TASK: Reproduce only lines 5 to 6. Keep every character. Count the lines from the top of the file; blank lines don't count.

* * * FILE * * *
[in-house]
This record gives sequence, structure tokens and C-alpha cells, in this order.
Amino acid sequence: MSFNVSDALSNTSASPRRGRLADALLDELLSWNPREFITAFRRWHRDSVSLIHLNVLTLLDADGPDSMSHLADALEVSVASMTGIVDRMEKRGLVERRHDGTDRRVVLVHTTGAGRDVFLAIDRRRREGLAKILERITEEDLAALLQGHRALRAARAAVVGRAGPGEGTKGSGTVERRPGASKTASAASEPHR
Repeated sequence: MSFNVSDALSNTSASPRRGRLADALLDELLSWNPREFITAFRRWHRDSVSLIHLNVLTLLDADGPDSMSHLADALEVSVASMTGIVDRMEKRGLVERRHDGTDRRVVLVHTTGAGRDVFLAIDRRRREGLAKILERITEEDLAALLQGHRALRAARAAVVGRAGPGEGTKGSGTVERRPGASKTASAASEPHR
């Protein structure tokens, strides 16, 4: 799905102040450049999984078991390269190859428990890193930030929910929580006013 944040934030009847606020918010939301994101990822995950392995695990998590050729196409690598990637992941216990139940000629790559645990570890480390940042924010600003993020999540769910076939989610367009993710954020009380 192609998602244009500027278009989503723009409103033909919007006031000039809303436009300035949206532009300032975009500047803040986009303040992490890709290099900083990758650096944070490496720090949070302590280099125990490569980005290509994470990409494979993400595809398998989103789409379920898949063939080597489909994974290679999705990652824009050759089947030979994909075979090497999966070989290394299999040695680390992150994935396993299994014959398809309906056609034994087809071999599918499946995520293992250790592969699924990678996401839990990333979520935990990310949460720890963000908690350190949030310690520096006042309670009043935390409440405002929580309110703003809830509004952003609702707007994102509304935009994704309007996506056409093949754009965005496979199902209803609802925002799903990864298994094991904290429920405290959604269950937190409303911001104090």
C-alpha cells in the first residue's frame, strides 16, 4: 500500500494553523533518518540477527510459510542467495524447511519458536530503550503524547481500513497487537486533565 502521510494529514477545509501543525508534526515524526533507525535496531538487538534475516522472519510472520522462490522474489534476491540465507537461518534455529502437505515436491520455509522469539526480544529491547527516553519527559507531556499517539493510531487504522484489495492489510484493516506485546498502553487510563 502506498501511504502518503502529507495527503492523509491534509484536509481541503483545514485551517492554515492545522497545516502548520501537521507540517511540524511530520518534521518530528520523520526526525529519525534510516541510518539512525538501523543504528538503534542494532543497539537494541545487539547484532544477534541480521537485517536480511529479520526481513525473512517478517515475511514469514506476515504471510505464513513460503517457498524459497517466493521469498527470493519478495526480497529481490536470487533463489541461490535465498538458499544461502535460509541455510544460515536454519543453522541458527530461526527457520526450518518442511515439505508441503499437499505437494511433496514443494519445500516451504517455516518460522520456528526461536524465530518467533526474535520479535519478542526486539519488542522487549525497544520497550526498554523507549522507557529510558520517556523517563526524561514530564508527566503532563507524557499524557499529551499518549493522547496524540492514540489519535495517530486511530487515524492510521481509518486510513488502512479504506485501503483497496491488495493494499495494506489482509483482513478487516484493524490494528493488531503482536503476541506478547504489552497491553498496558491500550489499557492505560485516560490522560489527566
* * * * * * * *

């Protein structure tokens, strides 16, 4: 799905102040450049999984078991390269190859428990890193930030929910929580006013 944040934030009847606020918010939301994101990822995950392995695990998590050729196409690598990637992941216990139940000629790559645990570890480390940042924010600003993020999540769910076939989610367009993710954020009380 192609998602244009500027278009989503723009409103033909919007006031000039809303436009300035949206532009300032975009500047803040986009303040992490890709290099900083990758650096944070490496720090949070302590280099125990490569980005290509994470990409494979993400595809398998989103789409379920898949063939080597489909994974290679999705990652824009050759089947030979994909075979090497999966070989290394299999040695680390992150994935396993299994014959398809309906056609034994087809071999599918499946995520293992250790592969699924990678996401839990990333979520935990990310949460720890963000908690350190949030310690520096006042309670009043935390409440405002929580309110703003809830509004952003609702707007994102509304935009994704309007996506056409093949754009965005496979199902209803609802925002799903990864298994094991904290429920405290959604269950937190409303911001104090």
C-alpha cells in the first residue's frame, strides 16, 4: 500500500494553523533518518540477527510459510542467495524447511519458536530503550503524547481500513497487537486533565 502521510494529514477545509501543525508534526515524526533507525535496531538487538534475516522472519510472520522462490522474489534476491540465507537461518534455529502437505515436491520455509522469539526480544529491547527516553519527559507531556499517539493510531487504522484489495492489510484493516506485546498502553487510563 502506498501511504502518503502529507495527503492523509491534509484536509481541503483545514485551517492554515492545522497545516502548520501537521507540517511540524511530520518534521518530528520523520526526525529519525534510516541510518539512525538501523543504528538503534542494532543497539537494541545487539547484532544477534541480521537485517536480511529479520526481513525473512517478517515475511514469514506476515504471510505464513513460503517457498524459497517466493521469498527470493519478495526480497529481490536470487533463489541461490535465498538458499544461502535460509541455510544460515536454519543453522541458527530461526527457520526450518518442511515439505508441503499437499505437494511433496514443494519445500516451504517455516518460522520456528526461536524465530518467533526474535520479535519478542526486539519488542522487549525497544520497550526498554523507549522507557529510558520517556523517563526524561514530564508527566503532563507524557499524557499529551499518549493522547496524540492514540489519535495517530486511530487515524492510521481509518486510513488502512479504506485501503483497496491488495493494499495494506489482509483482513478487516484493524490494528493488531503482536503476541506478547504489552497491553498496558491500550489499557492505560485516560490522560489527566